Portrait of Jamie Dimon

Don't you feel sorry for poor Jamie Dimon?

On May 21, shareholders of JPMorgan Chase will have the opportunity to express their views of the Chairman/CEO of the mega-bank, and PR people have been filling the inboxes of every possible media outlet. They even got to the New York Post which ran an Op-Ed by Charlie Gasparino on Dimon’s bad feeling about splitting the roles of Chairman of the Board and Chief Operating Office:

Dimon hates the idea of splitting the two roles; he thinks the separation would make it more difficult to manage the world’s biggest bank, with line managers unsure who’s really calling the shots.

He’s right: Anyone thinking that having two people at the top means better corporate governance only has to look at all the corporate scandals at firms with a separate CEO and chairman, with Enron and Worldcom leading the way.

That’s pretty rich coming from a Fox Business News guy, writing for another part of Rupert Murdoch’s empire, but failing to mention the problems with phone hacking, bribery and those ugly arrests, all that under a single Chairman/CEO.

Gasparino has much in common with Andrew Ross Sorkin and Steven Davidoff of the New York Times Dealbook. Just like Gasparino, both Professor Davidoff and Sorkin are focused on how unfair this all is to the Great Man, but none of them mention of the rat’s nest of crooked business at JPMorgan.

For that, you have to look at the blogosphere. Josh Rosner of Graham-Fisher issued a major report listing the many laws JPMorgan broke under Dimon’s control. Here’s a list pulled from Rosner’s report by Dave Dayen at Naked Capitalism, where you can read the report for yourself. Apparently Sorkin, Davidoff and Gasparino just don’t see ther relevance:

Bank Secrecy Act violations;
Money laundering for drug cartels;
Violations of sanction orders against Cuba, Iran, Sudan, and former Liberian strongman Charles Taylor;
Violations related to the Vatican Bank scandal (get on this, Pope Francis!);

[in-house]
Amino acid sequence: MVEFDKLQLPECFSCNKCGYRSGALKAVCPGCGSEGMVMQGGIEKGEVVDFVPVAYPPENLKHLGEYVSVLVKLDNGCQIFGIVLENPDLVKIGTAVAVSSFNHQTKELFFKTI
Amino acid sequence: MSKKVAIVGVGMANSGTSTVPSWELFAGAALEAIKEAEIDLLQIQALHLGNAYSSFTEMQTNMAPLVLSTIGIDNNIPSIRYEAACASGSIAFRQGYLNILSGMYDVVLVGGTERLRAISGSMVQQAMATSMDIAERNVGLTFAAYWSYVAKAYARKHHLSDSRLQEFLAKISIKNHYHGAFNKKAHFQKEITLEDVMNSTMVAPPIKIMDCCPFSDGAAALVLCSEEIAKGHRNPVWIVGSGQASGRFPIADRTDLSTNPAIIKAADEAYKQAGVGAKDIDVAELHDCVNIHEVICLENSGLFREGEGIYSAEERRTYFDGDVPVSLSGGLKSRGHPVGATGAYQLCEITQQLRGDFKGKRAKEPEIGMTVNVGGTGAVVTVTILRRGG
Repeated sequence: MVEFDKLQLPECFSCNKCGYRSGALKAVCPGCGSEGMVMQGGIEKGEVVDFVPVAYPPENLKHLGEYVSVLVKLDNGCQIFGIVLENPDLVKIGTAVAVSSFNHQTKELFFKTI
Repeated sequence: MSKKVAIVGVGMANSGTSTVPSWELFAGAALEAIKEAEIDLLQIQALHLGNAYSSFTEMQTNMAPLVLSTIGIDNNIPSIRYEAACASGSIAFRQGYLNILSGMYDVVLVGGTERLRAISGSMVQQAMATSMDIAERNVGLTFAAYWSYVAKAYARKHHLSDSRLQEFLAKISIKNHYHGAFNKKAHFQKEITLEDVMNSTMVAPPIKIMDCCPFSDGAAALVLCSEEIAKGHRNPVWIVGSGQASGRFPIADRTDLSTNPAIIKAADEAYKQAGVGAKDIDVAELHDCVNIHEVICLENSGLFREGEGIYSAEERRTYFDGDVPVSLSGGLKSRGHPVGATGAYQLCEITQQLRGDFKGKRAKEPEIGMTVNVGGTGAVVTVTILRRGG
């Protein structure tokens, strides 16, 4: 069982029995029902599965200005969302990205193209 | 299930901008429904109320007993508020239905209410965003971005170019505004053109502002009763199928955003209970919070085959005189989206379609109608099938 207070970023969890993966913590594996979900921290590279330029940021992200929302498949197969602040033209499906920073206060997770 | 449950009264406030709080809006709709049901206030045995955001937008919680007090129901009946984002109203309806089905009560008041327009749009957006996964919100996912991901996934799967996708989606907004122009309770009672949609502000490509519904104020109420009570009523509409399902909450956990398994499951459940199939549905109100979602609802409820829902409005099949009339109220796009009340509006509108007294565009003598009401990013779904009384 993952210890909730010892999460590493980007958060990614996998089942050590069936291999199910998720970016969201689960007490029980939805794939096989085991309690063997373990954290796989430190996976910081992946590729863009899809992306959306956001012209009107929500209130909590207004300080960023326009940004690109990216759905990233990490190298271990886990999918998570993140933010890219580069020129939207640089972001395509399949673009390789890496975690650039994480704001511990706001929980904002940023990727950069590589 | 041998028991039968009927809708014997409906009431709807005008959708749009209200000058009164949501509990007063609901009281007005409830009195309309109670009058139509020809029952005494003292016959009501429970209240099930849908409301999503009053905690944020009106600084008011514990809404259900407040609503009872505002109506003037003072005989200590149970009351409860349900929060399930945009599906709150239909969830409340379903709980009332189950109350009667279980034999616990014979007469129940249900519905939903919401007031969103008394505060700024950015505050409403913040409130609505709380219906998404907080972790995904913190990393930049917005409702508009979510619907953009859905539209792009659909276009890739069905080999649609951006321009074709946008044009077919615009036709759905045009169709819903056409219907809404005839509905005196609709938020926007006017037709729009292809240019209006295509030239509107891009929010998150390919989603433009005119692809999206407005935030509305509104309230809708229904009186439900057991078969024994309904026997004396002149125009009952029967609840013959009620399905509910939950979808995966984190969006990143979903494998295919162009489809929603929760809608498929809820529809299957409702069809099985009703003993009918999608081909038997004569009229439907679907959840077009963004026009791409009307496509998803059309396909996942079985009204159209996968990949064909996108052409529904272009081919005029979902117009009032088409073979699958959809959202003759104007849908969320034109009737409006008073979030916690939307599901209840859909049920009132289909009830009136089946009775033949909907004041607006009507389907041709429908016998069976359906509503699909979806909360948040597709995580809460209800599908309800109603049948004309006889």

Violations of the Commodities Exchange Act;
Failure to segregate customer funds (including one CFTC case where the bank failed to segregate $725 million of its own money from a $9.6 billion account) in the US and UK;
Knowingly executing fictitious trades where the customer, with full knowledge of the bank, was on both sides of the deal;
Various SEC enforcement actions for misrepresentations of CDOs and mortgage-backed securities;
The AG settlement on foreclosure fraud;
The OCC settlement on foreclosure fraud;
Violations of the Servicemembers Civil Relief Act;
Illegal flood insurance commissions;
Fraudulent sale of unregistered securities;
Auto-finance ripoffs;
Illegal increases of overdraft penalties;
Violations of federal ERISA laws as well as those of the state of New York;
Municipal bond market manipulations and acts of bid-rigging, including violations of the Sherman Anti-Trust Act;
Filing of unverified affidavits for credit card debt collections (“as a result of internal control failures that sound eerily similar to the industry’s mortgage servicing failures and foreclosure abuses”);
Energy market manipulation that triggered FERC lawsuits;
“Artificial market making” at Japanese affiliates;
Shifting trading losses on a currency trade to a customer account;
Fraudulent sales of derivatives to the city of Milan, Italy;
Obstruction of justice (including refusing the release of documents in the Bernie Madoff case as well as the case of Peregrine Financial).

And, exhale.

Dayen’s list doesn’t include on-going investigations like LIBOR or the London Whale trades now revealed to be a serious problem, and it doesn’t include the most recent scandals like manipulation of Interest Rate Swap Index fraud, which may or may not involve JPM. But why would that matter to shareholders? After all, the stock is up about 10% in just the last few days, and is back to the glory days pre-Great Crash.

Rosner explains that JPM has paid out $8.5 billion in penalties, interest and so on since 2009, about 12% of income between 2009 and 2012, with much more to come. Those unknown future costs are described in many pages of its 10-K, including footnote 31 starting on page 316, without mentioning an actual amount held in reserve for possible litigation and mortgage put-back losses. Whatever it is, JPMorgan estimates that it might be up to $6 billion on the low side. 10-K at 316.

Shareholders who care about law-abiding management might wonder if Dimon is worth it. They might want to take Dimon up on his promise to leave if the vote goes against him.

Photo by Financial Times photos, released under a Creative Commons license.